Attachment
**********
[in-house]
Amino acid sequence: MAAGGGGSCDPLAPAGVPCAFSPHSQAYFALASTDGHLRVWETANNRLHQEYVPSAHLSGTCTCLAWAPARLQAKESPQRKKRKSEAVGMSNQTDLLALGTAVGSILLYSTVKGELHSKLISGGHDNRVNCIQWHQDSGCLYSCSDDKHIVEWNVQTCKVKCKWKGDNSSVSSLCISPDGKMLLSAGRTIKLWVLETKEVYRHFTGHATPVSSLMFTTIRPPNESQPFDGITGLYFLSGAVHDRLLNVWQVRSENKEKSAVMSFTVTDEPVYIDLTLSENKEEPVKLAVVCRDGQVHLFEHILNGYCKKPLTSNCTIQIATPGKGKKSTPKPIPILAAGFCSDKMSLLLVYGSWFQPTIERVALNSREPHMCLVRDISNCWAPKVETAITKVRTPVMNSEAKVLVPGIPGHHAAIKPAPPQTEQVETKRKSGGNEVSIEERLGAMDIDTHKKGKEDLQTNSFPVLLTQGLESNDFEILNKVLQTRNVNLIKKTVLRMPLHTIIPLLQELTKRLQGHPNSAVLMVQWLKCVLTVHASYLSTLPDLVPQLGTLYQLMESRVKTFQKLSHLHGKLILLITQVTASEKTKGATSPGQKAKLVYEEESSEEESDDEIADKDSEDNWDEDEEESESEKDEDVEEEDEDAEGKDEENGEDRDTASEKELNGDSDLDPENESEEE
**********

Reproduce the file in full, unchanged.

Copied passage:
[in-house]
Amino acid sequence: MAAGGGGSCDPLAPAGVPCAFSPHSQAYFALASTDGHLRVWETANNRLHQEYVPSAHLSGTCTCLAWAPARLQAKESPQRKKRKSEAVGMSNQTDLLALGTAVGSILLYSTVKGELHSKLISGGHDNRVNCIQWHQDSGCLYSCSDDKHIVEWNVQTCKVKCKWKGDNSSVSSLCISPDGKMLLSAGRTIKLWVLETKEVYRHFTGHATPVSSLMFTTIRPPNESQPFDGITGLYFLSGAVHDRLLNVWQVRSENKEKSAVMSFTVTDEPVYIDLTLSENKEEPVKLAVVCRDGQVHLFEHILNGYCKKPLTSNCTIQIATPGKGKKSTPKPIPILAAGFCSDKMSLLLVYGSWFQPTIERVALNSREPHMCLVRDISNCWAPKVETAITKVRTPVMNSEAKVLVPGIPGHHAAIKPAPPQTEQVETKRKSGGNEVSIEERLGAMDIDTHKKGKEDLQTNSFPVLLTQGLESNDFEILNKVLQTRNVNLIKKTVLRMPLHTIIPLLQELTKRLQGHPNSAVLMVQWLKCVLTVHASYLSTLPDLVPQLGTLYQLMESRVKTFQKLSHLHGKLILLITQVTASEKTKGATSPGQKAKLVYEEESSEEESDDEIADKDSEDNWDEDEEESESEKDEDVEEEDEDAEGKDEENGEDRDTASEKELNGDSDLDPENESEEE